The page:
We are at a precipice. Not just as a country but as a discipline, a category of theories, and most importantly as therapists. White supremacy is being called out consistently and coherently among activists and it is time to do more than just acknowledge it in the field of psychology. 

I believe that family therapist are uniquely capable of addressing multicultural and contextual issues because of our emphasis on systems. We are already looking outside of the individual and at the system they exist within. Therefore that same skill and framework can  be used to include looking beyond the family of origin to understand the other systems  that have an impact in our clients lives.

If  there exists a true desire to make therapy a safe space then there needs to be an emphasis on allowing contextual issues to be brought into the room. For example if a client is dealing with issues around documentation, refugee status, a Muslim ban and there is no conversation around the impact that it might possibly be having on their lives then there’s a silencing effect around that struggle and that silencing effect can contribute to the client not feeling safe in the room and not benefiting from therapy. It can also hamper the therapist’s ability to join effectively with the client and the therapist can become simply another arm of white supremacy. This becomes particularly important when it comes to court mandated clients.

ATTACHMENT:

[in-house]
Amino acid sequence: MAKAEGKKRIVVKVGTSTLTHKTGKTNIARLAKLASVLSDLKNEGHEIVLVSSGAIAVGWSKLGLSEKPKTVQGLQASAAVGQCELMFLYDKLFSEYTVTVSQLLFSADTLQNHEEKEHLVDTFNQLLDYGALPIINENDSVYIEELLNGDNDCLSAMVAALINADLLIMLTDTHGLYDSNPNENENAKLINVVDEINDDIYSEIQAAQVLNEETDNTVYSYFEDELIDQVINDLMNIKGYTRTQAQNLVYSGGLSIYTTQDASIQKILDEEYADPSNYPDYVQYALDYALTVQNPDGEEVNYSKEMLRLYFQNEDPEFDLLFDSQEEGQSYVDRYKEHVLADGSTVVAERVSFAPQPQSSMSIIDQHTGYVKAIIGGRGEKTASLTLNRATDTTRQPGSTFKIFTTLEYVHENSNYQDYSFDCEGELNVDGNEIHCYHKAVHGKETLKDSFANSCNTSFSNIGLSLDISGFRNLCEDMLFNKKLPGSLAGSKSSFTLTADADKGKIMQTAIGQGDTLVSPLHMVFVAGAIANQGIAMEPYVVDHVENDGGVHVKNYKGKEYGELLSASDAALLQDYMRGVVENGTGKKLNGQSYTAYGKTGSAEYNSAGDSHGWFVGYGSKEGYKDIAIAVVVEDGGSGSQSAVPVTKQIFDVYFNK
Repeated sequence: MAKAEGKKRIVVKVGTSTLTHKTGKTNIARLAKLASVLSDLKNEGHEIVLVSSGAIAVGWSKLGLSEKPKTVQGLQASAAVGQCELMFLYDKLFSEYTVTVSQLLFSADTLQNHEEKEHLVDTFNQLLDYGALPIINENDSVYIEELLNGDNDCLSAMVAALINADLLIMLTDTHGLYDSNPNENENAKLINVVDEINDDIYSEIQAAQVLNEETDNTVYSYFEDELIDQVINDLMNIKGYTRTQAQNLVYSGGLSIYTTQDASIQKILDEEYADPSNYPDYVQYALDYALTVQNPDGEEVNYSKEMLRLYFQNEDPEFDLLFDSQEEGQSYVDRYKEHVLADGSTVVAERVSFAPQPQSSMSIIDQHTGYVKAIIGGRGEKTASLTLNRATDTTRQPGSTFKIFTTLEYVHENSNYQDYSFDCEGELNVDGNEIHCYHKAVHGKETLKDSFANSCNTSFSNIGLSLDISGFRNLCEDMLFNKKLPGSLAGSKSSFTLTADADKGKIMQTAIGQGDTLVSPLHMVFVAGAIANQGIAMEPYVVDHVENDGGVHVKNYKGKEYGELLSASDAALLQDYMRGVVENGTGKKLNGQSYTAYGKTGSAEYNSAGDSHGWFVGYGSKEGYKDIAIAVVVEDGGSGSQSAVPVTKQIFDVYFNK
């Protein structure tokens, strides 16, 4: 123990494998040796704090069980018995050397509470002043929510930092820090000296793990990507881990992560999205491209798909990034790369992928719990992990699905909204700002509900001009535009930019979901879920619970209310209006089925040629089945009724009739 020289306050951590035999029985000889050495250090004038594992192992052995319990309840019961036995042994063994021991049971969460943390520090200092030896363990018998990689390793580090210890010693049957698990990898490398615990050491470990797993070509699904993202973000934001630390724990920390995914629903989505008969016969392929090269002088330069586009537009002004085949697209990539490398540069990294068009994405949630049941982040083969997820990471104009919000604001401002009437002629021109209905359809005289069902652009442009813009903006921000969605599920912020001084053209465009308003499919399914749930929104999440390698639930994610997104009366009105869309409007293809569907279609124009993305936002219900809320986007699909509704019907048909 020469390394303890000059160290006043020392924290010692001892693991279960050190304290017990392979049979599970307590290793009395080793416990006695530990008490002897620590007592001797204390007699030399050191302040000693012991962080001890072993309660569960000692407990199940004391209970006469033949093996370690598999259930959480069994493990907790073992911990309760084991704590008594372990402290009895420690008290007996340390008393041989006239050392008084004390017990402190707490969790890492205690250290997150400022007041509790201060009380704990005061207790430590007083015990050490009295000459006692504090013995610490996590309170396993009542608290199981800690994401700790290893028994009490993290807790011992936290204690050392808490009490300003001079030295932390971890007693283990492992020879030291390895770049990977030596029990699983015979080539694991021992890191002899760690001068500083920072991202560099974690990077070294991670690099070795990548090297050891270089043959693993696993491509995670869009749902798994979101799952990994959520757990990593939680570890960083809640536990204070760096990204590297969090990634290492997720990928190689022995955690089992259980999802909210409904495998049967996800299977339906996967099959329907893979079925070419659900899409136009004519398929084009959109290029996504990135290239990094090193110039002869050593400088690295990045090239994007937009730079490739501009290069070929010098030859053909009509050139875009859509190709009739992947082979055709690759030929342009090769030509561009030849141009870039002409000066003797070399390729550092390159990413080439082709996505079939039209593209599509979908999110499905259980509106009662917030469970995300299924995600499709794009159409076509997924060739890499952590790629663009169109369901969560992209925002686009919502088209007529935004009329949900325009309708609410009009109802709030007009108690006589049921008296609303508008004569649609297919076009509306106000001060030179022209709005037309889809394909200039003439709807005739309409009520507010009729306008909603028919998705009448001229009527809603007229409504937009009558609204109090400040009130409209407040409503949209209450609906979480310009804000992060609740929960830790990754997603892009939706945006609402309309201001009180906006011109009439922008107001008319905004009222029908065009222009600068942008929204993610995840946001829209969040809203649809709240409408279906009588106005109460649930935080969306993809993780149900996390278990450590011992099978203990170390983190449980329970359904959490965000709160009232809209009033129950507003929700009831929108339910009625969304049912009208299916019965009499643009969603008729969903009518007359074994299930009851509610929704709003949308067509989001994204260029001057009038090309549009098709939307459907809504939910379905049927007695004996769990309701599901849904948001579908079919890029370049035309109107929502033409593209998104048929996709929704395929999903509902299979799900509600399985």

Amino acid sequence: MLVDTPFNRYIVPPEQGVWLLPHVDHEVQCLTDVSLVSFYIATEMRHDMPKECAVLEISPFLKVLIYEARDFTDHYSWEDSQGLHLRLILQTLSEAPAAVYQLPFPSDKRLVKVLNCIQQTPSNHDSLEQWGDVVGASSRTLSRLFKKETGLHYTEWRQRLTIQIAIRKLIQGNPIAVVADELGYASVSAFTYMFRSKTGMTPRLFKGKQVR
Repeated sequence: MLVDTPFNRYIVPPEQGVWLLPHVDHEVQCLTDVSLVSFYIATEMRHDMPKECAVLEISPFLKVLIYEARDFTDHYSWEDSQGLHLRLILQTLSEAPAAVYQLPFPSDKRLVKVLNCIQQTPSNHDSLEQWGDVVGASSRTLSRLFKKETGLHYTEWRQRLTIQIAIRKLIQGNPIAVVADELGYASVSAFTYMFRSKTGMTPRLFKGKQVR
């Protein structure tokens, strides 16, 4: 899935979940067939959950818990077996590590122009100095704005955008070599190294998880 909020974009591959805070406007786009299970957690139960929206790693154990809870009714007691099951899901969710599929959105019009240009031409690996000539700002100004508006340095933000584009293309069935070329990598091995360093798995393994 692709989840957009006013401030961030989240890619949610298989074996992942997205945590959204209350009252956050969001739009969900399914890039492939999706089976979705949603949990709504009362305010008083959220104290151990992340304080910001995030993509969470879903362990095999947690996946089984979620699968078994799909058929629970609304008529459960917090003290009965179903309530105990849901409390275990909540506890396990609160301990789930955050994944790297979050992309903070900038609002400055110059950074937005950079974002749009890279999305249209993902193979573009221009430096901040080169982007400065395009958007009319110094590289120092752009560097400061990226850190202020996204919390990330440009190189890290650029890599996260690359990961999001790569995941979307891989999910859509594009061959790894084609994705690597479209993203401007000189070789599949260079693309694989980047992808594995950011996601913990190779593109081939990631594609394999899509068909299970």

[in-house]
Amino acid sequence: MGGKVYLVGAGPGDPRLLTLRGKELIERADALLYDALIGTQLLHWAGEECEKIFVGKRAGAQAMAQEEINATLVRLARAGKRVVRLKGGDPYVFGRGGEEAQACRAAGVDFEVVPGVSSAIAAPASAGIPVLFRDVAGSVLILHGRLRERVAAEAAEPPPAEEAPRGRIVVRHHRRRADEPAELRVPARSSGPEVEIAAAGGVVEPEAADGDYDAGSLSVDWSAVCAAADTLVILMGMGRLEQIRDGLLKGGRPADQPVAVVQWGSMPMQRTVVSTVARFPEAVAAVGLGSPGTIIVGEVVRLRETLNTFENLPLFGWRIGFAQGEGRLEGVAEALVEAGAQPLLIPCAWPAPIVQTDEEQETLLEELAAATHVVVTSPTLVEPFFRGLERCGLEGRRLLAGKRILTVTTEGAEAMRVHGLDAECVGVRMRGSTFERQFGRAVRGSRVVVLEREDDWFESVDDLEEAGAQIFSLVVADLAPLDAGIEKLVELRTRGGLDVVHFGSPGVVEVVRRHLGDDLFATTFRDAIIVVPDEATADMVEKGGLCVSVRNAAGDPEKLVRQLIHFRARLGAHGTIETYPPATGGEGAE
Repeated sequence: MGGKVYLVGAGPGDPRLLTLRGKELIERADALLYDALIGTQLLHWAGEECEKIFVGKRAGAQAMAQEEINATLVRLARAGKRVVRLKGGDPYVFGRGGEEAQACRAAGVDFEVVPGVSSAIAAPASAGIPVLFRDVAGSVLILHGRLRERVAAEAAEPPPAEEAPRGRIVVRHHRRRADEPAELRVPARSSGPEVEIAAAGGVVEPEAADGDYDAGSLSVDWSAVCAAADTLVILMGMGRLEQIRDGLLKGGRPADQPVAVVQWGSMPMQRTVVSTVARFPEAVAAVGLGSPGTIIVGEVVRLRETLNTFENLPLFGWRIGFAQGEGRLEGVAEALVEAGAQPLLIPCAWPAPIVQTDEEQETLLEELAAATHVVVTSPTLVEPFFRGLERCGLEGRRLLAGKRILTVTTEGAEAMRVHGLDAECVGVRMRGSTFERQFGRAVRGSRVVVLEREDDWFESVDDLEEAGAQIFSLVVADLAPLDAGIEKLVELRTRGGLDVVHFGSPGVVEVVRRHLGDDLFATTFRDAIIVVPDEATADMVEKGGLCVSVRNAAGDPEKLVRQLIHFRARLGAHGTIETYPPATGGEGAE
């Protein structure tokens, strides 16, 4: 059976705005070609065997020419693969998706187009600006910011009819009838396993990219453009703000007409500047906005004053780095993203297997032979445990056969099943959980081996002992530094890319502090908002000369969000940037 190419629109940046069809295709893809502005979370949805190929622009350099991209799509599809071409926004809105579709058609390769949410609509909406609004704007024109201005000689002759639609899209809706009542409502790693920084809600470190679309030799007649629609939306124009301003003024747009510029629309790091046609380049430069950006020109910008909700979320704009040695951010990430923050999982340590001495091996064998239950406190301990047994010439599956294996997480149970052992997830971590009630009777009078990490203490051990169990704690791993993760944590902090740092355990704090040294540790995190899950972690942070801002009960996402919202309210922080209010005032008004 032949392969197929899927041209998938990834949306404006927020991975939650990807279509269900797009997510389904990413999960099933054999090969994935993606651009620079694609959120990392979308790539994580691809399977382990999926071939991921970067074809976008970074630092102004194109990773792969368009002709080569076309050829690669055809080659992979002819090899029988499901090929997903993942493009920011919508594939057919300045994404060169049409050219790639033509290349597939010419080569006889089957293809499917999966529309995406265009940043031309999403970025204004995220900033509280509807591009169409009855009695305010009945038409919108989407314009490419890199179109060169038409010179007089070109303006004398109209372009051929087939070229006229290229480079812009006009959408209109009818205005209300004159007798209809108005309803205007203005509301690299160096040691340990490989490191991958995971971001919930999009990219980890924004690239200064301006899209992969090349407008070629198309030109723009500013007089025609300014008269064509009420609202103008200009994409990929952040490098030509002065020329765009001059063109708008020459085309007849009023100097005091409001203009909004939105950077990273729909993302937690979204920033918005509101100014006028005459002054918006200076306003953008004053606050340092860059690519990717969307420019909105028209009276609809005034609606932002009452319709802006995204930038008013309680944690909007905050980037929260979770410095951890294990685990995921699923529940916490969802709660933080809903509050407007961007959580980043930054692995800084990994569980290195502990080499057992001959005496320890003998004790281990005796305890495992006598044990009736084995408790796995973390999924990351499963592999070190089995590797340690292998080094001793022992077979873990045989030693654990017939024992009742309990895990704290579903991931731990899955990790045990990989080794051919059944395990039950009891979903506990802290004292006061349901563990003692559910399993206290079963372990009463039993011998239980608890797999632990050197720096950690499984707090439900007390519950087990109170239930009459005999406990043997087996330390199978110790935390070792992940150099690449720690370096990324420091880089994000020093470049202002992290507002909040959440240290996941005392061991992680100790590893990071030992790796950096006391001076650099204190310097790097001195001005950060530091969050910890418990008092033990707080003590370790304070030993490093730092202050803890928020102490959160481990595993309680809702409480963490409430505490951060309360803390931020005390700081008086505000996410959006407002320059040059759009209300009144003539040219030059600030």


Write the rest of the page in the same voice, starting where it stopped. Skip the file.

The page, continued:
The fact is that you can have therapeutic authority while still maintaining curiosity and being willing to be educated by your clients on their specific issues such as religion, their culture and language, their socioeconomic status, their identifications in marginalized groups and more. 

Family therapy matters because we occupy a space within an often eurocentric discipline that has a potential to be truly radical. 

David Keith said it well when he wrote, 

“family therapy also has remained a movement, applying what has been learned about systems and families to collaborative health care delivery, qualitative research, gender issues, economic justice, culture diversity, and other issues that affect all disenfranchised members of our society.”

A key takeaway from this is the reality that family therapists already go against the grain. We fight against an individualized pathological diagnosis managed health care system to meet our clients where they are. We approach them with curiosity and genuine positive regard. We are flexible in that we are willing to take time to work with families of all types and sizes to help heal and empower our clients. 

This is why it is so important for us to also meet them on issues that may seem invisible but are impacting their lives. We speak about learned helplessness without questioning the systems in place that perpetuate that helplessness. We use a DSM that only diagnoses victims rather than perpetrators. So we find ourselves at this precipice, one in which we can jump aboard the movements sweeping the nation for access to care, and equality, or we can stay in our bubble and continue to “shrink” rather than expand the narratives of ourselves and our clients. 

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